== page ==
November 29, 2014

An Unanticipated Surrender to "Tamburlaine"

It’s embarrassing to say this but, Shakespeare aside, I know virtually nothing about Elizabethan theater. So I was going to skip Tamburlaine, Parts I and II, the double bill of two late 16th century plays that Theatre for a New Audience is presenting at its Polonsky Shakespeare Center in downtown Brooklyn. 
But my theatergoing buddy Bill thought it would be good for us to broaden our theatrical knowledge, so we went—and we had a bang-up good time.

The plays were written by Christopher Marlowe, whom many scholars believe heavily influenced Shakespeare. And these two plays are widely considered to have been the first shows to hit it big with the London groundlings (even back then, producers tried to cash in on popular demand with sequels). 
Marlowe based his story on the rise and fall of the 14th century Mongolian conqueror Timur, whose armies were reportedly feared throughout Africa, Asia and Europe. Timur was the son of a minor nobleman but, taking dramatic license, Marlowe made his Tamburlaine a low-born shepherd whose prowess as a warrior allows him to slash his way to the top.  

Within the first half hour of Part I, Tamburlaine captures and seduces the daughter of the Egyptian king, persuades the vassals of the Persian king to cross over to his side and sets out to defeat the emperor of the Turks. In Part II, he consolidates his empire, prepares his sons to succeed him and proves as ruthless in family affairs as he is on the battlefield. 
All of it is done in blank verse so it’s reminiscent of Shakespeare, even if falling short of the Bard's subtle psychology and mastery of metaphor. But because everything about the plays was new to me, they seemed just as thrilling as the first time I heard Henry V's St. Crispin's Day speech.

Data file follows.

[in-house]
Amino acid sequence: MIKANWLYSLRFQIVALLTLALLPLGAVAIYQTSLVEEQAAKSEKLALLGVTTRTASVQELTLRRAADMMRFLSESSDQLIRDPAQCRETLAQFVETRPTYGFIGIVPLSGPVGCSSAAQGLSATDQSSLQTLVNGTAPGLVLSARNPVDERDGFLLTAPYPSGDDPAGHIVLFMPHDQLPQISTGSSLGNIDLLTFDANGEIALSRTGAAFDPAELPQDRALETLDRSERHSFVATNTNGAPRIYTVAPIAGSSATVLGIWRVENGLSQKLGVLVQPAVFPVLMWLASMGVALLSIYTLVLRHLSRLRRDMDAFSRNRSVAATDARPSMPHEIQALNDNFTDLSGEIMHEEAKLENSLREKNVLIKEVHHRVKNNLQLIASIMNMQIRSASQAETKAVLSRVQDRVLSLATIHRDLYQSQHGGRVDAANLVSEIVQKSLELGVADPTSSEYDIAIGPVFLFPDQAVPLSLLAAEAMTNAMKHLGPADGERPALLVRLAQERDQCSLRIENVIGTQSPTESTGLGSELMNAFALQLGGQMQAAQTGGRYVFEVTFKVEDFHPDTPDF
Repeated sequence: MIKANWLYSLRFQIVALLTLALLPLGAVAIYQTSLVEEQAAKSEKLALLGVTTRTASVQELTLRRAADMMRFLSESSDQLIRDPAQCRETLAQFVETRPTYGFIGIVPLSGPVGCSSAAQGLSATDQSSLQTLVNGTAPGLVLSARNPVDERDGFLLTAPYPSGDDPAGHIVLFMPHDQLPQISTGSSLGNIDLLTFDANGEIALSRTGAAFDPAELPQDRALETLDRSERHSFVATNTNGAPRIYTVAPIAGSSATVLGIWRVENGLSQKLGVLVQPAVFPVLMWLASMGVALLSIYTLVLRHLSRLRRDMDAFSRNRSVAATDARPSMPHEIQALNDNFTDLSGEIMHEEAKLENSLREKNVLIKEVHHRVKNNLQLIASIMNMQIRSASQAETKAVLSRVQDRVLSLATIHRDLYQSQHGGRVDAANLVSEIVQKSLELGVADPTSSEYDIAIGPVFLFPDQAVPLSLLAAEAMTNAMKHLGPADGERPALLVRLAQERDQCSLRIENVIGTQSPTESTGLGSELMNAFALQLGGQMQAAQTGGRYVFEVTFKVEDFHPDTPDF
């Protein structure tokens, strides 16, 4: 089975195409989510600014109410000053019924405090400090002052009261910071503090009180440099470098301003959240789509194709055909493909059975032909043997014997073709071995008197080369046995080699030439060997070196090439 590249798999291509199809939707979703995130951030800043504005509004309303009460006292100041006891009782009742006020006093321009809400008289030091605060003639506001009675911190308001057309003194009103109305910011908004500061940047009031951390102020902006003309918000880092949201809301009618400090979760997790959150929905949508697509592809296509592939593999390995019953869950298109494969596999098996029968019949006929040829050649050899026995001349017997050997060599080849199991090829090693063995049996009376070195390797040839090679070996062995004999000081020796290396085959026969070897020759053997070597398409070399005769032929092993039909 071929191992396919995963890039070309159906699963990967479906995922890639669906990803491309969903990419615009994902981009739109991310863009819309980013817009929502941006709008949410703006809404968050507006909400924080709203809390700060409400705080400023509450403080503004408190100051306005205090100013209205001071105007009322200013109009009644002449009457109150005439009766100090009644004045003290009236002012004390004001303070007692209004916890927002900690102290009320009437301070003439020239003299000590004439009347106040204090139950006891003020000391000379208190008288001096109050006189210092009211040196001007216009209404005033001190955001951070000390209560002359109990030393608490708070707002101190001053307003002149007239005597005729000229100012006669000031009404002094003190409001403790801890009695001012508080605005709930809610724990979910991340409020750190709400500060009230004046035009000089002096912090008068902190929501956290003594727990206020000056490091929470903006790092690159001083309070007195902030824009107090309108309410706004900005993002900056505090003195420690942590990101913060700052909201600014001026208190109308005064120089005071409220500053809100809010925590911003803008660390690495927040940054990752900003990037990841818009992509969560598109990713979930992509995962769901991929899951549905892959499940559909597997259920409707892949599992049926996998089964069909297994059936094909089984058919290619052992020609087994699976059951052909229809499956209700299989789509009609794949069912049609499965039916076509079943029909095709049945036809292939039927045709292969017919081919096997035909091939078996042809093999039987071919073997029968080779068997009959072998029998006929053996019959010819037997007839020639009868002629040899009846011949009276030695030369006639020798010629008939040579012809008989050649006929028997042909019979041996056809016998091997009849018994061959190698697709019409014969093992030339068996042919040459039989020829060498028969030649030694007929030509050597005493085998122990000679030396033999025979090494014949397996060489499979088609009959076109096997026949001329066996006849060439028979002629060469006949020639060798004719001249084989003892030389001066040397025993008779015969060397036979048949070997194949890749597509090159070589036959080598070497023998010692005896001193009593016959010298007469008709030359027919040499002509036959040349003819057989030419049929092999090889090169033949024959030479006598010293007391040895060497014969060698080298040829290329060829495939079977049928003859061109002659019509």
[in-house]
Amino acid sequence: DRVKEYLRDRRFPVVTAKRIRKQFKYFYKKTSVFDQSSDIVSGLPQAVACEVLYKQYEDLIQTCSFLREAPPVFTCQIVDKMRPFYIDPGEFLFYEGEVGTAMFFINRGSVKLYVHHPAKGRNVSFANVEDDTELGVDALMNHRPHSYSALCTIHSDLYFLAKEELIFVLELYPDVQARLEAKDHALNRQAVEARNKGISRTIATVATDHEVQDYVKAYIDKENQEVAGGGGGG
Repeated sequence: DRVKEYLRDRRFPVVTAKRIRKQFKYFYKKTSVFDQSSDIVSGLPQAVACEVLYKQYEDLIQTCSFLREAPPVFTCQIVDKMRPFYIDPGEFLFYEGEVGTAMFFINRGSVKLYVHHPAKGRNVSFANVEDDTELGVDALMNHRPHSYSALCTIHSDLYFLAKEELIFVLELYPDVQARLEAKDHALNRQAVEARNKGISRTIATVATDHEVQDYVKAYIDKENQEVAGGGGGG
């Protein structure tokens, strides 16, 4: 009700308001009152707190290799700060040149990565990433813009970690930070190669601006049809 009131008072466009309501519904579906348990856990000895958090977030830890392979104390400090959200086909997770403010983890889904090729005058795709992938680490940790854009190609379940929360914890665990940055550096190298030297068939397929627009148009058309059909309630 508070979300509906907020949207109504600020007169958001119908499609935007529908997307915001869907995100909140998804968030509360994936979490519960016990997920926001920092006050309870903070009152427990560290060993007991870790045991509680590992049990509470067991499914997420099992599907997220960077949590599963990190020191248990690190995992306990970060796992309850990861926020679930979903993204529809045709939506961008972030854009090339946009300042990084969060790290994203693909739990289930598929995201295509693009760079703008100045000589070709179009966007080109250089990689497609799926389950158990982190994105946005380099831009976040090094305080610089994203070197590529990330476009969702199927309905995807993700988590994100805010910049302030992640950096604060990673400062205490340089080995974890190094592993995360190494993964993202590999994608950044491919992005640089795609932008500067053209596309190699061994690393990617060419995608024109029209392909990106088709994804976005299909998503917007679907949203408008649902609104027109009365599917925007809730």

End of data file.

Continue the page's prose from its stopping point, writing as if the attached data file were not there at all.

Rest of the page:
Michael Boyd, who recently retired as artistic director of the Royal Shakespeare Company, has smushed the two plays into one long evening and staged them with wit, vigor and buckets and buckets of stage blood.
And Boyd has filled his 19-member cast with brawny men who stride into and around the audience. You can almost smell the testosterone in the air. The title role is played by John Douglas Thompson, who in less than a decade has emerged as one of the country's leading classical actors. 

Thompson handles the language beautifully and has a majestic stage presence. It’s easy to see why men would follow his Tamburlaine and why even kidnapped princesses would fall for him. The actor is somewhat less successful at conveying the character’s craftiness but his performance still commands attention (click here to read a Q&A with him). 
Equally compelling is the British actor Chukwudi Iwuji who plays Tamburlaine’s chief rival Bajazeth with an imperiousness intensity that sears through the humiliations Tamburlaine eventually makes him suffer.  

The whole saga, which is playing through Dec. 21, runs about three and a half hours, interrupted by a half-hour dinner break. You can order a light supper from the theater’s café before the show begins and pick it up during the break—my grilled ham and cheese sandwich was pretty tasty and Bill’s mushroom soup looked good too.

But the play itself is the yummiest part of the evening and I'm now on the prowl for more productions of Marlowe, Ben Jonson and other contemporaenous playwrights who, back in the day, gave old Will a run for his money.

No comments: